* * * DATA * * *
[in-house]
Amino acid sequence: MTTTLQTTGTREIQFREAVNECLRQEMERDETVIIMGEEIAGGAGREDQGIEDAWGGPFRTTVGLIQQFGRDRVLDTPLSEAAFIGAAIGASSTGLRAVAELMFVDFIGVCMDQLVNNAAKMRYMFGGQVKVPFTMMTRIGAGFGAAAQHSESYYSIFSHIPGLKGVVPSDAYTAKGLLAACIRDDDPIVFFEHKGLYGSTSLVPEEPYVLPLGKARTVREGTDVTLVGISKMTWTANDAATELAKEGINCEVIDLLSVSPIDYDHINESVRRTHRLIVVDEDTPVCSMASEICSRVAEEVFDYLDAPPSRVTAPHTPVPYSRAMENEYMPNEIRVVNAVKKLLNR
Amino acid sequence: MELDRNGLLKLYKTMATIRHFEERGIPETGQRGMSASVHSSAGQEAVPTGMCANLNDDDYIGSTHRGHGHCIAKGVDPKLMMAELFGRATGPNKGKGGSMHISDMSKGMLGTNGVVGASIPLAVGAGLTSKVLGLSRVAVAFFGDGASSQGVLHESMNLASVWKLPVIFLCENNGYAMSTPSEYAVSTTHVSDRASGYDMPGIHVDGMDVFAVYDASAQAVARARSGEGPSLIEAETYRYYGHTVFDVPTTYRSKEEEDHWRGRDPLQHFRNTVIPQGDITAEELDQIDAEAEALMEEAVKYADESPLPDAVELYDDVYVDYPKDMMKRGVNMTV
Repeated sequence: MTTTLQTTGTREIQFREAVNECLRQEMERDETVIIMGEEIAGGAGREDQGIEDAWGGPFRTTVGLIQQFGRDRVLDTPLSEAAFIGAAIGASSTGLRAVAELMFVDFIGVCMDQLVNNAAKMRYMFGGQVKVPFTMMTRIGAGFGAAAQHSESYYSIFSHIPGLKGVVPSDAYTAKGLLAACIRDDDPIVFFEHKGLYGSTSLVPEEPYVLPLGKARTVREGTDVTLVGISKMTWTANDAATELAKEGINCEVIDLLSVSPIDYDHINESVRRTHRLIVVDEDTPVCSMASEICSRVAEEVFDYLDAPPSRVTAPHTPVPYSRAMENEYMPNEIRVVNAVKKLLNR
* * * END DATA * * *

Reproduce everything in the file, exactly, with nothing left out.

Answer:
[in-house]
Amino acid sequence: MTTTLQTTGTREIQFREAVNECLRQEMERDETVIIMGEEIAGGAGREDQGIEDAWGGPFRTTVGLIQQFGRDRVLDTPLSEAAFIGAAIGASSTGLRAVAELMFVDFIGVCMDQLVNNAAKMRYMFGGQVKVPFTMMTRIGAGFGAAAQHSESYYSIFSHIPGLKGVVPSDAYTAKGLLAACIRDDDPIVFFEHKGLYGSTSLVPEEPYVLPLGKARTVREGTDVTLVGISKMTWTANDAATELAKEGINCEVIDLLSVSPIDYDHINESVRRTHRLIVVDEDTPVCSMASEICSRVAEEVFDYLDAPPSRVTAPHTPVPYSRAMENEYMPNEIRVVNAVKKLLNR
Amino acid sequence: MELDRNGLLKLYKTMATIRHFEERGIPETGQRGMSASVHSSAGQEAVPTGMCANLNDDDYIGSTHRGHGHCIAKGVDPKLMMAELFGRATGPNKGKGGSMHISDMSKGMLGTNGVVGASIPLAVGAGLTSKVLGLSRVAVAFFGDGASSQGVLHESMNLASVWKLPVIFLCENNGYAMSTPSEYAVSTTHVSDRASGYDMPGIHVDGMDVFAVYDASAQAVARARSGEGPSLIEAETYRYYGHTVFDVPTTYRSKEEEDHWRGRDPLQHFRNTVIPQGDITAEELDQIDAEAEALMEEAVKYADESPLPDAVELYDDVYVDYPKDMMKRGVNMTV
Repeated sequence: MTTTLQTTGTREIQFREAVNECLRQEMERDETVIIMGEEIAGGAGREDQGIEDAWGGPFRTTVGLIQQFGRDRVLDTPLSEAAFIGAAIGASSTGLRAVAELMFVDFIGVCMDQLVNNAAKMRYMFGGQVKVPFTMMTRIGAGFGAAAQHSESYYSIFSHIPGLKGVVPSDAYTAKGLLAACIRDDDPIVFFEHKGLYGSTSLVPEEPYVLPLGKARTVREGTDVTLVGISKMTWTANDAATELAKEGINCEVIDLLSVSPIDYDHINESVRRTHRLIVVDEDTPVCSMASEICSRVAEEVFDYLDAPPSRVTAPHTPVPYSRAMENEYMPNEIRVVNAVKKLLNR